It seems a whole bunch of people tried to finish the puzzle last night, and failed. Of course, they were drinking wine and celebrating the new machine. They had a party for the new machine last night. I could have come, though I didn't know about it, and would not have come, but it seems it was quite something with speeches, food, and wine. Soon, each room will be modernized. There is money for cancer in Marin.
So, in this short time, I am comfortable with the radiation world. Everyone is friendly. I actually forget Rilke's Book of Hours and have to return for it. I'm sure Rilke would be appalled at being forgotten like that, for a puzzle and medical friends.
A new person is being trained today, so the breath part is a little more challenging. She isn't as quick on the part where I get to breathe, and she will get there. Anna and I had developed quite the sync.
I have time before the horse experience, so treat myself to a drive to Point Reyes Station, and it is a gorgeous drive as I pass through San Anselmo and Fairfax to the rolling hills and Spirit Rock, and then, up over the hill to the Bolinas Ridge, and a view of the purest beauty. I drop down into Point Reyes Station for a late breakfast at the Station House Cafe. I love that area, and the drive today is exquisite. I parallel a most exuberant stream.
The horse experience is wonderful. There are more mentors than there are us. Jim and Trudy talk and teach. We meet the horses. We, the people take turns being horse and rider and begin to learn how to guide a horse, how to "read" them. They are in the moment. If there is a problem, it is our problem. Jim points out that unlike our government of today, there is no blame game.
How was I most touched? By the number of male mentors who spoke of what their horse means to them, and what they have learned about living and simplicity from their horse and their experiences at this stable. This is only the second cancer group here, but they also work with children.
Also, a minister is part of our group. She is there to pray for us. It is odd because only two of us have no hair. The others are newer to the process, and look fine, and yet, tears came to my eyes when she said she is there to pray for us. I realize now how quickly I was rushed to surgery. I had no time to prepare.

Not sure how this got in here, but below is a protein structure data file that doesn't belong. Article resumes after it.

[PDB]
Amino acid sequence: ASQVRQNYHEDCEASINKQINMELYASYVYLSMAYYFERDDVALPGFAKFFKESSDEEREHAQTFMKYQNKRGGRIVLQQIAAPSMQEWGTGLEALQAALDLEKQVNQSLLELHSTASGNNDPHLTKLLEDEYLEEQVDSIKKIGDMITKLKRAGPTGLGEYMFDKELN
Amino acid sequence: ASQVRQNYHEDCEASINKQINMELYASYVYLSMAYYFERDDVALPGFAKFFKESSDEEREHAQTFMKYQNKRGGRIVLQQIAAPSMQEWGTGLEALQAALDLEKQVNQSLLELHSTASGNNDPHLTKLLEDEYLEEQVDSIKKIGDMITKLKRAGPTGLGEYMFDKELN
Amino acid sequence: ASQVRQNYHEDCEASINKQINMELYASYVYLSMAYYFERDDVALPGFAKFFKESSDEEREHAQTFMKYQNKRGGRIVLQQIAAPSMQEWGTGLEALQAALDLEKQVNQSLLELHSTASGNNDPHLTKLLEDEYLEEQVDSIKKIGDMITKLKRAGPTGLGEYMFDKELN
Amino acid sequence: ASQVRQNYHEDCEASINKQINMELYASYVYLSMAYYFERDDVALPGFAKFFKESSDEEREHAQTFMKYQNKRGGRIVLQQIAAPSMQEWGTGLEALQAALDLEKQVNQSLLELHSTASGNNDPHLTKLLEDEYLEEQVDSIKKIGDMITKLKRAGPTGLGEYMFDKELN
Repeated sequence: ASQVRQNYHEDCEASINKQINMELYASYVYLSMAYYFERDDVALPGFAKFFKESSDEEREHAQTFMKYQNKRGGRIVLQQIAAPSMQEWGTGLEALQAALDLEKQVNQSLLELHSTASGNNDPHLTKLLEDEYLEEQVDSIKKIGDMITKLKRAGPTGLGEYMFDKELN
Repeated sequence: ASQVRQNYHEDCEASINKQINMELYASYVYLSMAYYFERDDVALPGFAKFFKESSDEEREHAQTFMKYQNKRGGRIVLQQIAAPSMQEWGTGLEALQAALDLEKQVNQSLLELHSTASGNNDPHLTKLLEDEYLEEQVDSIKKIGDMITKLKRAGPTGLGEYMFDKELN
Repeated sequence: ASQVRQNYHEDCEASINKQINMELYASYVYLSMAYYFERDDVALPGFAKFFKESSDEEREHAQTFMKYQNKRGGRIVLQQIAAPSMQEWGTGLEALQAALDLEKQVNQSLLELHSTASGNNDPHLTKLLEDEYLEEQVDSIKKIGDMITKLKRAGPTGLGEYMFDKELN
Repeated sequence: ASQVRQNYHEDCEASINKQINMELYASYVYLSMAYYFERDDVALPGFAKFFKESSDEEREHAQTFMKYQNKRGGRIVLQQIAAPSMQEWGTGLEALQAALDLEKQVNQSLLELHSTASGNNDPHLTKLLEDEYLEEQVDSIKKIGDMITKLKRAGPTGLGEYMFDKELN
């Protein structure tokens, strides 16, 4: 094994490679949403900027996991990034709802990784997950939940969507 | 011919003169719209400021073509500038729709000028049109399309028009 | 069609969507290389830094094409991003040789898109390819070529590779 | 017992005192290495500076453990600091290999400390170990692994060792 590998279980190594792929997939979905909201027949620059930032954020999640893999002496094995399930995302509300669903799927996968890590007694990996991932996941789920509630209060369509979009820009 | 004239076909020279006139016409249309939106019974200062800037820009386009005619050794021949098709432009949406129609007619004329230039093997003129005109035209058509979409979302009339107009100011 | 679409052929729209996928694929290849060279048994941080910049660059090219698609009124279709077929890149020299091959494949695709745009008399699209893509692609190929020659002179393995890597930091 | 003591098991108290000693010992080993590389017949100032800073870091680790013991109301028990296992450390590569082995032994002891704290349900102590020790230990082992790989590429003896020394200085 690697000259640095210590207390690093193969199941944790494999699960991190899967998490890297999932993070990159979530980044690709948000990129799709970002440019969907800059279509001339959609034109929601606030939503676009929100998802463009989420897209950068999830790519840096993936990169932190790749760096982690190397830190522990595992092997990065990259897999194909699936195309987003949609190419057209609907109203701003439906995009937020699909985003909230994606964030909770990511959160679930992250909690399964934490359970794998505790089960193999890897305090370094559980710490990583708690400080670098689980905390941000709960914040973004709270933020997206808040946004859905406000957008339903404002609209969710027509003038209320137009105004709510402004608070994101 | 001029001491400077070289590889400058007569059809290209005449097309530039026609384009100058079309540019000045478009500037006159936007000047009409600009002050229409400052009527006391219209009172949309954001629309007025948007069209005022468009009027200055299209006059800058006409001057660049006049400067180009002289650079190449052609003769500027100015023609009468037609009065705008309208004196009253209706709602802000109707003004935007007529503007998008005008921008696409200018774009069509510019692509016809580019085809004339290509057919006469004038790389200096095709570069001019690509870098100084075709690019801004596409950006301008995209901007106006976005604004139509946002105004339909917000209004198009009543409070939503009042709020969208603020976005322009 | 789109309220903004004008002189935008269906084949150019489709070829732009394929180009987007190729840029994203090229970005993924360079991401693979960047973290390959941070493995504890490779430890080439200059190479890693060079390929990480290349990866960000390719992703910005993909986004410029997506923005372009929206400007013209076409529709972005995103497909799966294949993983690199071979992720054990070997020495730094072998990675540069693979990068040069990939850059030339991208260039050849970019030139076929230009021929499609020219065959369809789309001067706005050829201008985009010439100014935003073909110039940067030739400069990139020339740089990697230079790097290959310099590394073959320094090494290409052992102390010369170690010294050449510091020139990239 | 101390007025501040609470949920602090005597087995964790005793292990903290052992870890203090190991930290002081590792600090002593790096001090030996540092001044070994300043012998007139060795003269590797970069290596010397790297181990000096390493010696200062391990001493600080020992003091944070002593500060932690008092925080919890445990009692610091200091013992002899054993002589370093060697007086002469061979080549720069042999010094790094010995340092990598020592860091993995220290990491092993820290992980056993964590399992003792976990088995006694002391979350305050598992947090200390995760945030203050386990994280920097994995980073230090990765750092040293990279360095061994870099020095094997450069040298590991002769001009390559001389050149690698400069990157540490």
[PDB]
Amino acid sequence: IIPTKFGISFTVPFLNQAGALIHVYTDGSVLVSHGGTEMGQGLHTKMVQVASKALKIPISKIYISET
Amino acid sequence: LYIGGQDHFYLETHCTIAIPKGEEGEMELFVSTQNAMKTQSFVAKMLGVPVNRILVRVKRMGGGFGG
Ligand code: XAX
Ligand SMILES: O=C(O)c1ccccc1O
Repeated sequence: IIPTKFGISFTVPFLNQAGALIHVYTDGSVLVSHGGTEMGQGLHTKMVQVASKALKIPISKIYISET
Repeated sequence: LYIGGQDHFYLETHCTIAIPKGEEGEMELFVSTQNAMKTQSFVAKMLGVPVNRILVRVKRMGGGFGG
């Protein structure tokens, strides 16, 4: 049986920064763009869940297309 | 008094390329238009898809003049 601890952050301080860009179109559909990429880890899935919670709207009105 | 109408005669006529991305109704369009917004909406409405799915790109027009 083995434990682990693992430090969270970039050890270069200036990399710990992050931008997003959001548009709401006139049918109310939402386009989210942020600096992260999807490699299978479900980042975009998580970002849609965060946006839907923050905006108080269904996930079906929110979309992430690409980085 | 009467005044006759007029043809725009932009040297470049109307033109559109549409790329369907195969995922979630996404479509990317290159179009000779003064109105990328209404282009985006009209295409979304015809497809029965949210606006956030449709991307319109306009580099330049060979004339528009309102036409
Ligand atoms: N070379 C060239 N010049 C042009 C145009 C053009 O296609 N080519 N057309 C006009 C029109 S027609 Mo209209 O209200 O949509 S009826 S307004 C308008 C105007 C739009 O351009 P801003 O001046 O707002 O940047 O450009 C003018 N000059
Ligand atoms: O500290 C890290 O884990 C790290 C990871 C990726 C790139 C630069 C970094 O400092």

On the other hand, there is the wonderful Beatrice, who went through the first horse group. I am not sure of her age, but she is clearly the oldest, and well-loved. She was treated for breast cancer last year. She will have surgery for lung cancer the day after Easter. I realize that though we may look healthy and fine, there is a lot going on, and that prayer is a good idea. We sit in a circle. Jim believes in an opening and closing circle. He feels there isn't enough closure in this society. People just go off, he says. We won't do that here. I didn't expect all of this. I have sat in many circles, but this one was quite different. We were in a horse arena, fortunately roofed, since it was raining. Jim's wife made chocolate chip cookies for us. Someone else made poppyseed bread. Someone gave me a pair of boots because she noticed we had the same size feet and she had an extra pair. What can I say about this? Do I want to admit that I am a part of a group that needs so much help? And yet, they made it clear. We are the helpers. They learn from us. Anyway, as I sit here, tears come again. I am touched at this experience. One man is there to take pictures and document our progress. I understand this is important. We are not doing this just for ourselves. We do it for the world. Jim says we will be changed by this experience. I believe him. I believe the words of Gandhi. "Be the change you want to see in the world." I know this is another step on that path for me and this group I am fortunate enough to be a part of.
Cindy Cantrell was hired from Montana to come to Marin and set up all this support. I see how hard she works. There is one man in our cancer group. He is surprised to be the only man, but there are so many male mentors that I think he is comfortable, and the horses are a mix of male and female, extrovert and introvert, gentle and rough. We are quite the group.
The stable was built in 1937. It is on Marin Municipal Water District land, and the MMWD can be pills, but it looks like they are renewing the lease for 50 years, and so the horse lovers will start raising money and perk the place up. It is tucked in next to total parkland, so you can get on a horse, and ride up over the mountain and down to Stinson Beach or Tennessee Valley or even Rodeo. I am, of course, a long way from that. This workshop is about communication, intuitive communication, no words. It is gentle guidance. There is no "breaking a horse." If you have read or seen The Horse Whisperer, you know what this is about. Jim trained with the man the book and movie were about. (Of course, there was some fiction going on in the book and movie.) On that note, I notice that Harper Lee and the sons of William Shawn wrote letters to the New Yorker commenting on the portrayal of William Shawn and the "inventions" in the film "Capote."
I am home now, and tucked after quite the day. The nurse today made it clear this weekend is to be about resting. Jim made it clear that we come to our horse experience rested. I understand. I am tired. When I passed the tall trees at Samuel P. Taylor Park, I felt they were wands waving over me telling me to sleep. I felt I was in the poppy fields in the Wizard of Oz. I am feeling my fatigue.
The drive home in the rain was interesting. I remember when I could get from my house to Olema in 30 minutes if I took Sir Francis Drake. Now, with all the traffic lights, and bumper-to-bumper traffic, it took me an hour to get from Fairfax to my home. This is a beautiful place to live, and the rain continues falling down to ensure that this is so. My day was rich. I feel complete.